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As utilities tackle the challenges of rehabilitating and expanding aging water distribution systems they are increasingly turning to trenchless installation methods to reduce cost and minimize disruption to the public. Pipe bursting water mains continues to grow in acceptance as water utilities gain experience with the method and the number of skilled pipe burst contractors expands. In many parts of the country, pipe bursting is less expensive than direct bury replacement, particularly when restoration costs are high and social impacts are factored into the decision.
Prior to 2004, the primary pipe material used in pipe bursting was HDPE, limiting alternatives to water utilities and consulting engineers more familiar with PVC and ductile iron pipe. PVC pipe, already accepted in most utility infrastructure networks, now accounts for more than 70% of the new water pipelines installed in the U.S. The steady growth of PVC pipe can be linked directly to its combination of high strength, light weight, corrosion resistance, and proven performance record over the past half century. With its superior resistance to both hydrocarbon permeation and oxidation by chlorine-based disinfectants, PVC pipe has proven to be an ideal choice to ensure safe, reliable drinking water and a long pipeline service life.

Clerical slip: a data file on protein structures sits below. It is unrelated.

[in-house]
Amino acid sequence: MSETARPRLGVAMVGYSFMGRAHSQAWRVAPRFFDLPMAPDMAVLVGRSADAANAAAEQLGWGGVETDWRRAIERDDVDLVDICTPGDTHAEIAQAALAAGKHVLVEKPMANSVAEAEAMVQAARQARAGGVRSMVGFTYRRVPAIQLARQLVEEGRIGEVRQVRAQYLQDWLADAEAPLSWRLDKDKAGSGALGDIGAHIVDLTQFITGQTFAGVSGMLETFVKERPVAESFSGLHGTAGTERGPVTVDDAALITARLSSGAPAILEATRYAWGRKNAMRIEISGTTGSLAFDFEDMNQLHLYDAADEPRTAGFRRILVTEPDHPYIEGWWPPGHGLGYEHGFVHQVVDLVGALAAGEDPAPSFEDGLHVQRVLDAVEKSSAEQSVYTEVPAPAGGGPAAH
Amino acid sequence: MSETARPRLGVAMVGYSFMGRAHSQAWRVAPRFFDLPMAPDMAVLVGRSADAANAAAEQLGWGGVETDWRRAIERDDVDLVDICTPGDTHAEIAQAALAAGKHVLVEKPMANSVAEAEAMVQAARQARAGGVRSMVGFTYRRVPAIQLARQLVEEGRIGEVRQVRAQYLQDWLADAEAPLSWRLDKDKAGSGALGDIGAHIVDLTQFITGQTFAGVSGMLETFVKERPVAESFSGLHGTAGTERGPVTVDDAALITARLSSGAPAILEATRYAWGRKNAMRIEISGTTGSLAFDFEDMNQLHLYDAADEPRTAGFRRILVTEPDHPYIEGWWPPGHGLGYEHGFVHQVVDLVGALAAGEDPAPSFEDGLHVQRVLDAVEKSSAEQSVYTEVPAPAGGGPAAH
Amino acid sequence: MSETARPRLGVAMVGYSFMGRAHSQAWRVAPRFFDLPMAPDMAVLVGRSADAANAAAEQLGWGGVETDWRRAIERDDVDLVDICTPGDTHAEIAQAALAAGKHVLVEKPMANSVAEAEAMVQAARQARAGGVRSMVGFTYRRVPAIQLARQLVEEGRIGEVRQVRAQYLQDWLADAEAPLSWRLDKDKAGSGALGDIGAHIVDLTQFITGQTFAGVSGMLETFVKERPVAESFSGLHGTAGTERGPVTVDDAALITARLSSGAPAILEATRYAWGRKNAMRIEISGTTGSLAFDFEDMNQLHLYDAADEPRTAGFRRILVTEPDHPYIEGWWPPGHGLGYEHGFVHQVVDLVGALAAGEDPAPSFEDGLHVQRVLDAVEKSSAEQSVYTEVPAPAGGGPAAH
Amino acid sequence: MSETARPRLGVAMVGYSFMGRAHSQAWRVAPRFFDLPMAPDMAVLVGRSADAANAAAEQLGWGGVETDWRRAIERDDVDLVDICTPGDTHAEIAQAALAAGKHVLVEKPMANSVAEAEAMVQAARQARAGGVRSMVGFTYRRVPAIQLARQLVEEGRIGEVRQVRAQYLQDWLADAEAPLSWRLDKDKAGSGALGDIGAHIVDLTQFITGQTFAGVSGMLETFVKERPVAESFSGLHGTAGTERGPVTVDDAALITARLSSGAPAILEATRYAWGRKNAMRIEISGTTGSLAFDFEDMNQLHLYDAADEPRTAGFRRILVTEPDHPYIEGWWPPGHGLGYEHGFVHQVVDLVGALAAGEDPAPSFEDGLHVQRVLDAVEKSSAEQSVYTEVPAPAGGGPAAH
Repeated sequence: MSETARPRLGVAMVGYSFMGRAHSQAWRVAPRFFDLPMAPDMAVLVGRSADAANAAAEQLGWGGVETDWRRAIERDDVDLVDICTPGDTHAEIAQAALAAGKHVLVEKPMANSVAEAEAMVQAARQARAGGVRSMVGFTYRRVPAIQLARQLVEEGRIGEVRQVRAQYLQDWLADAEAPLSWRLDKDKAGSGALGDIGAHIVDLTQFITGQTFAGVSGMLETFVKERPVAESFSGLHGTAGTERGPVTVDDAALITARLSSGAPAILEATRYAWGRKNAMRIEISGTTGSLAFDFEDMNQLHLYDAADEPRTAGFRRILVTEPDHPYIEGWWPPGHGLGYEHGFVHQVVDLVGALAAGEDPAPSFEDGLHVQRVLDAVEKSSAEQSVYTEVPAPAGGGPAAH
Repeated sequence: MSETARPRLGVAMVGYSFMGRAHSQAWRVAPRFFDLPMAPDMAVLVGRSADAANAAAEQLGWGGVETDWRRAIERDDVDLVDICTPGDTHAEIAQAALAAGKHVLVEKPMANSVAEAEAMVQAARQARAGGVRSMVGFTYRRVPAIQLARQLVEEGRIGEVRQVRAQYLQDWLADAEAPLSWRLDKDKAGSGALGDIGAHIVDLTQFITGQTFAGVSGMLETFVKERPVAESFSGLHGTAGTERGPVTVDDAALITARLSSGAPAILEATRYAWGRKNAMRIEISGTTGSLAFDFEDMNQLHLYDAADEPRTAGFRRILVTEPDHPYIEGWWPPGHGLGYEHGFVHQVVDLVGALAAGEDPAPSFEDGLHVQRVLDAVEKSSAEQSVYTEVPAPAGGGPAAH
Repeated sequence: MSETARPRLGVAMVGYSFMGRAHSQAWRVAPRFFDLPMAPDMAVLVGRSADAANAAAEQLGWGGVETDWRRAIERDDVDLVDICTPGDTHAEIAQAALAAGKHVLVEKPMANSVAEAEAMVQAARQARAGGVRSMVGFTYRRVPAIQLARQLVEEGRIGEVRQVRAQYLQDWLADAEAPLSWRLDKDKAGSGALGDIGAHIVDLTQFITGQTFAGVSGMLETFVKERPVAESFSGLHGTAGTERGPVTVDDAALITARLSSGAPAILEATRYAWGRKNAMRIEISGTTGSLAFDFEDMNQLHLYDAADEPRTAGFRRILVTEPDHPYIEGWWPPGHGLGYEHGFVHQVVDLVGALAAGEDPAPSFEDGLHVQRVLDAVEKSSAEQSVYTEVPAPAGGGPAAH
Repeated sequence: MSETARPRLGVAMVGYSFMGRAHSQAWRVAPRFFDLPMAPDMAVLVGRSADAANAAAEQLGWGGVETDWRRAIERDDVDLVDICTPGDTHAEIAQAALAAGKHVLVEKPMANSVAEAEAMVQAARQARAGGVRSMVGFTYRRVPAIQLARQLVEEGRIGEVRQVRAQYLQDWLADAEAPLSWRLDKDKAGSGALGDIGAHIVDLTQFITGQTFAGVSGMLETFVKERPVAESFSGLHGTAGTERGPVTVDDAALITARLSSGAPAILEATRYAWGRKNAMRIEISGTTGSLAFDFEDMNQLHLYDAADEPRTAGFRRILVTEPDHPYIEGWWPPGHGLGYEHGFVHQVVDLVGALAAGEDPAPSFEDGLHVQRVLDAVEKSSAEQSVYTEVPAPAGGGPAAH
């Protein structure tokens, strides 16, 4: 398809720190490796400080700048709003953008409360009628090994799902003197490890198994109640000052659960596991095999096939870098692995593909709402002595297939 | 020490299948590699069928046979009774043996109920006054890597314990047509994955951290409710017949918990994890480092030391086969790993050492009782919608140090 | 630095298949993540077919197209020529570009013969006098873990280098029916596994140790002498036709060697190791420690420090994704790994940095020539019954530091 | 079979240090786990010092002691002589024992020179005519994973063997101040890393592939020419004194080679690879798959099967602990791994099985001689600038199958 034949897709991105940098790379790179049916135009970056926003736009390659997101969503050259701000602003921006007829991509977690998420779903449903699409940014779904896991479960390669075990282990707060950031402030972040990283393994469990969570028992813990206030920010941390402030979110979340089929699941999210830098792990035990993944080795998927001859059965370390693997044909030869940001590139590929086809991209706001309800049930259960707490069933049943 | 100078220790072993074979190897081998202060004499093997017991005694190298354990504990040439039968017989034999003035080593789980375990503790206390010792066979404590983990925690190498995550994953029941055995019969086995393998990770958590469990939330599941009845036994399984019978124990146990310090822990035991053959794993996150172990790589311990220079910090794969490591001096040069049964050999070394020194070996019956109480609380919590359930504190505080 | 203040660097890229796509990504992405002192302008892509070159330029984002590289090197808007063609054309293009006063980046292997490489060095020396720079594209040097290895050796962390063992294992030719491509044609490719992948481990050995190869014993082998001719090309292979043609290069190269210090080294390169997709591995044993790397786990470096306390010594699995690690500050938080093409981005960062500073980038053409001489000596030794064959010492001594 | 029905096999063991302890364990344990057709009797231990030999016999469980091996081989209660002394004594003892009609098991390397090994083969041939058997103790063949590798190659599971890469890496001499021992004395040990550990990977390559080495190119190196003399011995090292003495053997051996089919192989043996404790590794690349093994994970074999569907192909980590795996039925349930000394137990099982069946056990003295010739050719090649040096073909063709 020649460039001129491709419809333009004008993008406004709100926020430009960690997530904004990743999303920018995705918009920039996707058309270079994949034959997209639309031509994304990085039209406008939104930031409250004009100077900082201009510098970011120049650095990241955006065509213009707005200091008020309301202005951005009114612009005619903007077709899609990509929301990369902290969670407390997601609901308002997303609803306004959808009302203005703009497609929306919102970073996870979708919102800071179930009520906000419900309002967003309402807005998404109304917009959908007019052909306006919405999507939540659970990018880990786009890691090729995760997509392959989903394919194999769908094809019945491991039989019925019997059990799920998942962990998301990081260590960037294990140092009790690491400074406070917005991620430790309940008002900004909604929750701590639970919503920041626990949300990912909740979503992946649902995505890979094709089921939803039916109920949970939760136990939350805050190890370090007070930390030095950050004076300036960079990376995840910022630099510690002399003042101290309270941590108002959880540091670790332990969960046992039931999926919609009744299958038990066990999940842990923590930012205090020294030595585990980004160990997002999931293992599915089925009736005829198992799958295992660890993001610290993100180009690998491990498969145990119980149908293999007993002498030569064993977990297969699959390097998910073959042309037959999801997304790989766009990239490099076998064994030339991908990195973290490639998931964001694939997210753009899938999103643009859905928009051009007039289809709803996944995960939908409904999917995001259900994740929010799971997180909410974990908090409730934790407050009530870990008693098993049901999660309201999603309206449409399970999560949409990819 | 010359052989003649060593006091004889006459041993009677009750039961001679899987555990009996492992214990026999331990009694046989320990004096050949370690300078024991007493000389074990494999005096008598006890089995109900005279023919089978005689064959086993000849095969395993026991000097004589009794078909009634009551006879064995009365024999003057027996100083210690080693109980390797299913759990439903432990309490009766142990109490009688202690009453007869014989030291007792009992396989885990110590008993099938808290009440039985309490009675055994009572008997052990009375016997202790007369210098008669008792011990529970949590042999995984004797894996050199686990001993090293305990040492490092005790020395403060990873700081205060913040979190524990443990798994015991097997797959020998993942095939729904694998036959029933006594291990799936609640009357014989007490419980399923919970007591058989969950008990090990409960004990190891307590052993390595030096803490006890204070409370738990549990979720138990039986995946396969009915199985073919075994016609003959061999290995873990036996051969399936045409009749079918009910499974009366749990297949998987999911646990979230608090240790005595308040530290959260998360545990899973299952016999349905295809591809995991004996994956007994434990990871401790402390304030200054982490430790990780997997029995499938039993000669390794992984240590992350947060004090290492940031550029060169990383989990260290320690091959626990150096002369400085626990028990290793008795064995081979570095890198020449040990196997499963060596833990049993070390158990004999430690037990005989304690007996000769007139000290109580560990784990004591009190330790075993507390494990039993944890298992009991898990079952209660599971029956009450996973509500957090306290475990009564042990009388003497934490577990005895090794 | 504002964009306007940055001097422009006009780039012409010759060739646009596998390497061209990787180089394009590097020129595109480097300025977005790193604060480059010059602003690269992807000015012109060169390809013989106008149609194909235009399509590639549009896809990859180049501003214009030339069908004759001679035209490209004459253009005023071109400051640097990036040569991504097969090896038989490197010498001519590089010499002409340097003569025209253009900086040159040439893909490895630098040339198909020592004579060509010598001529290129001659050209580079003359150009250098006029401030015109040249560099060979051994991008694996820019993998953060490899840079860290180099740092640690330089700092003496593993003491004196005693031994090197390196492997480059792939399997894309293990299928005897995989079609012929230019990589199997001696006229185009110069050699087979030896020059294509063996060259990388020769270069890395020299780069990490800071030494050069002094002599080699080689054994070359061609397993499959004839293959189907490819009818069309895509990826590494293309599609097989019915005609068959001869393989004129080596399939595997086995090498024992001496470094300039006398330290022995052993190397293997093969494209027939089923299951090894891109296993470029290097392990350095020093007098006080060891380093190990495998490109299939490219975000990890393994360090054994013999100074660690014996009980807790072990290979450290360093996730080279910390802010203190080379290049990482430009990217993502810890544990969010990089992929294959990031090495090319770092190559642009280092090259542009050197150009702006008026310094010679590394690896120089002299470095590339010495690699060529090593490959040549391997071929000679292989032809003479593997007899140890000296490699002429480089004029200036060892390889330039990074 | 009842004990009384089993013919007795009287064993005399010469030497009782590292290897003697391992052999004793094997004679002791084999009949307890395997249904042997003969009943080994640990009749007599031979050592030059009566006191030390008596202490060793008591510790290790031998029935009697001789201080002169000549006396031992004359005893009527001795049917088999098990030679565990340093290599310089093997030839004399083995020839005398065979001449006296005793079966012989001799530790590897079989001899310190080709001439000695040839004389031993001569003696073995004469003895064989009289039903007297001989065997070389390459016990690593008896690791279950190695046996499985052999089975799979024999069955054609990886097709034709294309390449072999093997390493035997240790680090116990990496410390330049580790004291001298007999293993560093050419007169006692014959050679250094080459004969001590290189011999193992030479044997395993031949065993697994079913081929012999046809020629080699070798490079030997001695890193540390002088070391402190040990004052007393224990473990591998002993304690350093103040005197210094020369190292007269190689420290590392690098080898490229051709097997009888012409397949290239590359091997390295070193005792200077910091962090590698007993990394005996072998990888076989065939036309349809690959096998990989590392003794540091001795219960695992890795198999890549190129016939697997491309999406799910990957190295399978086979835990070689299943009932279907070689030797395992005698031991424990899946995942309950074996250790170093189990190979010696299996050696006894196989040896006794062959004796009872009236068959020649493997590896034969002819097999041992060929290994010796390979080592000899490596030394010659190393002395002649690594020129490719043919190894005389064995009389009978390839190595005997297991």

The option of using Fusible PVC® pipe has given many water utilities the impetus to move forward with pipe bursting rehabilitation programs by allowing them to maintain material and dimensional continuity, while saving money and simplifying maintenance. Since its introduction, Fusible PVC® pipe has been employed in hundreds of pipe bursting projects. Pipe bursting water lines is a minimally invasive approach which has proven to be a reliable method for utilities to replace aging, undersized water lines, including cast iron, ductile iron, asbestos cement, steel, and other installed pipe materials. Additionally, pipe bursting is the only water line rehabilitation method that provides a new, structurally independent solution with full pressure capacity and the ability to maintain or increase the ID of the original host pipe.
Mike Queen, President of Consolidated Mutual Water in Lakewood, CO, stated: "We've saved $9.827 million using pipe bursting instead of open-cut since the inception of our Water Line Replacement Program in 2010." For its leadership in water main pipe bursting, Consolidated Mutual Water was awarded Trenchless Technology magazine's 2013 Rehabilitation Project of the Year Award.